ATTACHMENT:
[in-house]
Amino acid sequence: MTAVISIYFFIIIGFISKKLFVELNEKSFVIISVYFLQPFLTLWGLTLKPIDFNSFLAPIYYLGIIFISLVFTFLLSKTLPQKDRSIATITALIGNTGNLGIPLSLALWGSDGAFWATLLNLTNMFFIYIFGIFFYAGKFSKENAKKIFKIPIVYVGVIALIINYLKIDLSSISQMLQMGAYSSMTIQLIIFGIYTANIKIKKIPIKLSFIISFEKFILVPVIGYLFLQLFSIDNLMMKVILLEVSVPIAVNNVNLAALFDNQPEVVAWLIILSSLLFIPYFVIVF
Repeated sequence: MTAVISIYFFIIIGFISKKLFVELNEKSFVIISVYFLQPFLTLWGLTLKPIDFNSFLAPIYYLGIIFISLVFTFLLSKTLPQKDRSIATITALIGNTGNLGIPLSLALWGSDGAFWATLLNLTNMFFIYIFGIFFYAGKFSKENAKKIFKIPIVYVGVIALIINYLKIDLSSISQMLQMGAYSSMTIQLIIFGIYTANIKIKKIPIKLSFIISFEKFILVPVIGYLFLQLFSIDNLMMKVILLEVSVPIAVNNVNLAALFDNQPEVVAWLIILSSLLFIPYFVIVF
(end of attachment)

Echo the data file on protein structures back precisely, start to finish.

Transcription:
[in-house]
Amino acid sequence: MTAVISIYFFIIIGFISKKLFVELNEKSFVIISVYFLQPFLTLWGLTLKPIDFNSFLAPIYYLGIIFISLVFTFLLSKTLPQKDRSIATITALIGNTGNLGIPLSLALWGSDGAFWATLLNLTNMFFIYIFGIFFYAGKFSKENAKKIFKIPIVYVGVIALIINYLKIDLSSISQMLQMGAYSSMTIQLIIFGIYTANIKIKKIPIKLSFIISFEKFILVPVIGYLFLQLFSIDNLMMKVILLEVSVPIAVNNVNLAALFDNQPEVVAWLIILSSLLFIPYFVIVF
Repeated sequence: MTAVISIYFFIIIGFISKKLFVELNEKSFVIISVYFLQPFLTLWGLTLKPIDFNSFLAPIYYLGIIFISLVFTFLLSKTLPQKDRSIATITALIGNTGNLGIPLSLALWGSDGAFWATLLNLTNMFFIYIFGIFFYAGKFSKENAKKIFKIPIVYVGVIALIINYLKIDLSSISQMLQMGAYSSMTIQLIIFGIYTANIKIKKIPIKLSFIISFEKFILVPVIGYLFLQLFSIDNLMMKVILLEVSVPIAVNNVNLAALFDNQPEVVAWLIILSSLLFIPYFVIVF